Badlands Wilderness Stewardship #4

Greg Burke   Website

fact

Swallowtail

Swallowtail

The Oregon Swallowtail butterfly is the official state insect of Oregon and a true native of the Pacific Northwest. The Swallowtail can be seen in the lower sagebrush canyons of the Columbia River and its tributaries, including the Snake River drainage area.  Source: State Symbols USA

Latin name: Papilio oregonius

fact

Young Horny Toad Lizard

Young Horny Toad Lizard

In the summer these lizards begin foraging for food as soon as their body temperature rises as the heat of the day increases. They feed on slow-moving, ground-dwelling insects. In the fall they hibernate by burying themselves in the sand.

Latin name: Phrysonoma platyrhinos

voices

Sarah Graham, Sage Sustainers Member

Sarah Graham, Sage Sustainers Member

“I contribute to ONDA monthly because it adds up to a larger annual gift than what I’d be able to comfortably afford if I were to do a simple one-time donation annually. I’m able to give more to ONDA this way and have greater impact which is important to me, and my dog Polly.”

Organizer: Beth Macinko

Date: June 2, 2022, 8:00 a.m. to 3:00 p.m.

Region: Central Oregon

Difficulty Rating: 3 out of 5

Maximum Group Size: 12 participants

About the place

This project takes place on the traditional lands of the Northern Paiute, Wasco and Warm Springs people. Many Indigenous peoples live in Oregon’s high desert region today, including members of the Burns Paiute Tribe, the Confederated Tribes of Warm Springs (Wasco, Warm Springs and Paiute), the Klamath Tribes (Klamath, Modoc and Yahooskin) and the Fort McDermitt Paiute and Shoshone Tribe.

Located just 15 miles east of Bend, the Oregon Badlands Wilderness is a 30,000-acre area containing fascinating lava flows and ancient junipers. This area was designated as wilderness in 2009, and was named for its harsh terrain and fantastic rock formations. Within this landscape, one can find incredible displays of desert wildflowers, dry river canyons, castle-like rock formations, and Native American pictographs.

About the stewardship work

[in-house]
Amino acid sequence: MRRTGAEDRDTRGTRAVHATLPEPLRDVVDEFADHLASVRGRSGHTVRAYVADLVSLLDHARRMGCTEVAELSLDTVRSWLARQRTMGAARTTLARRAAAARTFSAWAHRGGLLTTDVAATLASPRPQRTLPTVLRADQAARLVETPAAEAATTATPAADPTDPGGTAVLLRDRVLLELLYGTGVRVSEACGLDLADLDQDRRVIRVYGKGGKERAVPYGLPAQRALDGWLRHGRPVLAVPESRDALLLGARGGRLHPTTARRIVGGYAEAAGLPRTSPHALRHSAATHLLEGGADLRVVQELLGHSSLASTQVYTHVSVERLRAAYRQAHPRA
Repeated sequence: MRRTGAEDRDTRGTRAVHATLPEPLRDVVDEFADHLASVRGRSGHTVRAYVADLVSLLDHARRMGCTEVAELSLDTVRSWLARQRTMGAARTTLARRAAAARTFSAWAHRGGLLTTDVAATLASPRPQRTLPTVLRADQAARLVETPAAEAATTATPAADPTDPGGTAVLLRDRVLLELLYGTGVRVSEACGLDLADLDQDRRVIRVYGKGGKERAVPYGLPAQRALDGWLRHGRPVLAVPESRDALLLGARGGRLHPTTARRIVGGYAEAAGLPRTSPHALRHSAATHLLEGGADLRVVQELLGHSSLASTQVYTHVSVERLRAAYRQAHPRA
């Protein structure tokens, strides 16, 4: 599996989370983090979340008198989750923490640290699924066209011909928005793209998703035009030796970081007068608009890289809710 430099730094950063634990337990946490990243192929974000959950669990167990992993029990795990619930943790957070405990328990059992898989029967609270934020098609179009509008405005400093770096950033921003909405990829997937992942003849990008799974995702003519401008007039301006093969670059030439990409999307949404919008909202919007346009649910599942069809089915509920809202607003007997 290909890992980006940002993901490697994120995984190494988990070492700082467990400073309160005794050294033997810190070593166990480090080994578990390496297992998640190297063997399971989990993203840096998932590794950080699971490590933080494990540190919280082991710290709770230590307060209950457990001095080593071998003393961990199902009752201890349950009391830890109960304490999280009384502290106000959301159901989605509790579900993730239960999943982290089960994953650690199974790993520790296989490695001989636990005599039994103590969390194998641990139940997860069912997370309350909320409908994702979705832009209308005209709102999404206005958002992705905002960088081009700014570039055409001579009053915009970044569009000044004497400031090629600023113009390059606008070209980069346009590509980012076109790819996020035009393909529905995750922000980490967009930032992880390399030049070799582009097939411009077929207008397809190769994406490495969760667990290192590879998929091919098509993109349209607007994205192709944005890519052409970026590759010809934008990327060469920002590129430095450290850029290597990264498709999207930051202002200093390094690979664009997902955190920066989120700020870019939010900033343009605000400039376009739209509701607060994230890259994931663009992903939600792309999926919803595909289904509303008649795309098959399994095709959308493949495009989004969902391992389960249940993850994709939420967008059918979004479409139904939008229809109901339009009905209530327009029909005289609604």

In partnership with the Prineville District of the Bureau of Land Management, and with support from the Bend Sustainability Fund, ONDA will lead several days of service to improve the Badlands for its human visitors and native wildlife inhabitants.

Through projects such as trail maintenance, signage improvement, and illegal vehicle route obscuring, volunteers will receive an introduction to ONDA’s stewardship and conservation programs.

These single-day experiences are a great opportunity for your first trip out with ONDA.  No previous experience is needed to attend. All that is required is a love of the high desert, a big smile and a willingness to learn.

Trip timeline

  • Thursday, June 2 (8 a.m.): Volunteers will meet at the trailhead. Most locations in the Badlands are within 30 minutes from Bend, directions to project locations will be sent out before the trip.
  • Thursday, June 2 (3 p.m.): We’ll be back at the trailhead by 3 p.m. to head back to Bend.

Difficulty

Level 3

Projects will consist of a variety of tasks, including: digging fence posts, lopping and sawing branches growing into the trail, moving rocks and debris to close illegal trails and routes, and removing trash. Volunteers can expect to spend their day hiking on uneven ground and undertaking lifting, bending, and other tasks that require a moderate level of physical exertion.

Participant responsibilities

Sturdy off-trail ankle-high boots, long pants, and eye protection are required for this trip (sunglasses or prescription eyeglasses are suitable eye protection). Please bring work gloves if you have them. Long sleeve shirts may be required depending on the work performed (a lightweight sun shirt is a great option); Participants should be prepared to be away from the vehicles all day and bring a day pack for lunch, snacks and water. In the event of sunny and hot weather, please bring up to four liters of water capacity for the day, and consider an electrolyte replacement drink or mix to help you stay hydrated.

Gear provided

ONDA will provide all tools required for the work as well as extra work gloves and eye protection. We will bring some potable water, expert leadership and perspective on current high desert conservation priorities.

Registration

An ONDA registration application and medical form are required for this trip.

Apply now

You will receive a confirmation email within a day of submitting your form. If the trip fills, you will be placed on the waitlist and have the option to have your deposit refunded or remain on the list in case a space opens up.

Three weeks before the trip start date, registered and confirmed participants will receive driving instructions, maps, and additional information in an email sent by the trip leader

If you have any questions in the meantime, please don’t hesitate to contact the trip leader.

 


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